In other words, having HPIP means that Graphite Creek will likely be fast-tracked to production.
The US Geological Survey has also cited Graphite Creek as the country’s largest known graphite deposit, and recently extended that status to “among the largest in the world.” (see map below)
Results of 2022 drilling (1,940m) were released by Graphite One earlier this year, confirming that “significant graphite grade” continues 4 kilometers from the pit boundary defined in the 2022 prefeasibility study (PFS). One step-out hole showed significant intervals above mill cut-off grade, with selected intervals totalling 8.2m of 4.18% graphite.
Based on these results, the company then put out an updated resource estimate for Graphite Creek, which showed an increase of 15.5% in measured and indicated tonnage with a corresponding increase of 13.1% in contained tonnes of graphite over the 2022 PFS.
The deposit now has 37.6 million tonnes of M+I resources grading 5.14% Cg (graphitic carbon), for 1.93 million tonnes of contained natural graphite. It also has 243.7 million tonnes of inferred resources at 5.07% Cg, for 12.3 million tonnes of natural graphite.
Graphite One aims to become the first vertically integrated domestic producer to serve the nascent US electric vehicle battery market.
The company in April, 2022 announced an MOU with Sunrise New Energy Material Company, a China-based lithium-ion battery anode producer.
The intent is to develop an agreement to share expertise and technology for the design, construction and operation of a proposed graphite material manufacturing facility in Washington State.
Last year Sunrise started preparing anode materials for sample purposes from Graphite Creek concentrate, and in December 2022, Graphite One announced that concentrate is being used to prepare sample battery anode materials for two major electric vehicle manufacturers, while an artificial graphite anode sample is being prepared for a third EV company. Results are expected this quarter.
This is a crucial milestone for Graphite One in proving, a/ that its graphite end product is of sufficient quality to be battery-grade; and b/ that Graphite One is able to tailor its graphite processing to meet the specific graphite anode needs of its potential future clients.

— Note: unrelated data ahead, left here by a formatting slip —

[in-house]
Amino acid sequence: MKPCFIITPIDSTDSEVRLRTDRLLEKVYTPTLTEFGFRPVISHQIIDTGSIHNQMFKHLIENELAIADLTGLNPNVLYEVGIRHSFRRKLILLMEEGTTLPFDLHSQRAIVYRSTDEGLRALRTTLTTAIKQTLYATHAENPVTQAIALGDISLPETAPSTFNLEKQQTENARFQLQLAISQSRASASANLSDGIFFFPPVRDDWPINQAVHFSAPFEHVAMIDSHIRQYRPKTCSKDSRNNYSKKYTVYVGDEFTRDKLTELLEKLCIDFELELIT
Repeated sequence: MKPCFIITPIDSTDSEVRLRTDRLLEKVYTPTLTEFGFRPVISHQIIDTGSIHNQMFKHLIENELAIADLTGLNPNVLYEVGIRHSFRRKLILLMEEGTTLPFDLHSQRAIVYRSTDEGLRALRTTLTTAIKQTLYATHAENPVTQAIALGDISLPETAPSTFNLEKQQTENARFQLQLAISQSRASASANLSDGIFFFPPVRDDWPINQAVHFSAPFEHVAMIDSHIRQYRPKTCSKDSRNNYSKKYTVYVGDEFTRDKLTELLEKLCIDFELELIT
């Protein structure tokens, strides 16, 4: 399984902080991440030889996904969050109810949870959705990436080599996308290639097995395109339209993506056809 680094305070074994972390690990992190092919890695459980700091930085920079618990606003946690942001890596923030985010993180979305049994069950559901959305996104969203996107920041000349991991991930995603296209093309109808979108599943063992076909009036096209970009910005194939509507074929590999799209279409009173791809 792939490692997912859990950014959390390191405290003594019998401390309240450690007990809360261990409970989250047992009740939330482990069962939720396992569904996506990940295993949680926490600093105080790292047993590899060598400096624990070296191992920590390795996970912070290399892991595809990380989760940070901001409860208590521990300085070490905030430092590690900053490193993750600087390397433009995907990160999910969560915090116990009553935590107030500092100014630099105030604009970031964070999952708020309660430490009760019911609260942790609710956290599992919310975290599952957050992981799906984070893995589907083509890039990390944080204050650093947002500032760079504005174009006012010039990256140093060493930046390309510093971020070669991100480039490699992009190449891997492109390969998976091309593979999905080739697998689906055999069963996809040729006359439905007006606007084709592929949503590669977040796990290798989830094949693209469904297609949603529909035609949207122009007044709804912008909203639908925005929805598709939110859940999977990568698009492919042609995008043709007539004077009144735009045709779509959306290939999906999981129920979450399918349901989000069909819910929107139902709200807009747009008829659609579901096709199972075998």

Graphite One than made two more announcements, the first regarding the testing of graphite from Graphite Creek; and the second, the testing of Graphite Creek material “as a potentially critical mineral-rich carbonaceous feedstock.”
In the first news release, G1 states that the company, through a subsidiary, has entered into a Material Transfer Agreement with Pacific Northwest National Laboratory (PNNL), managed and operated in Richland, Washington by Battelle for the U.S. Department of Energy.
The second news release details Graphite One’s arrangement with Sandia National Laboratories in Albuquerque, New Mexico. The company’s subsidiary Graphite One (Alaska) has provided material from the Graphite Creek deposit to Sandia, as part of Sandia’s green extraction processing work.
Following on last year’s success, the company is about to ramp up drilling in 2023-24 with a planned 20,000 meters. The results could help to increase the designed production capacity for the upcoming Graphite Creek feasibility study.
If all goes according to plan, the FS would move Graphite One’s deposit that much closer to becoming America’s only source of mined graphite, helping to shed its import reliance.
Graphite One Inc.
Shares Outstanding: 109.8m
Market cap: Cdn$164.7m
Richard (Rick) Mills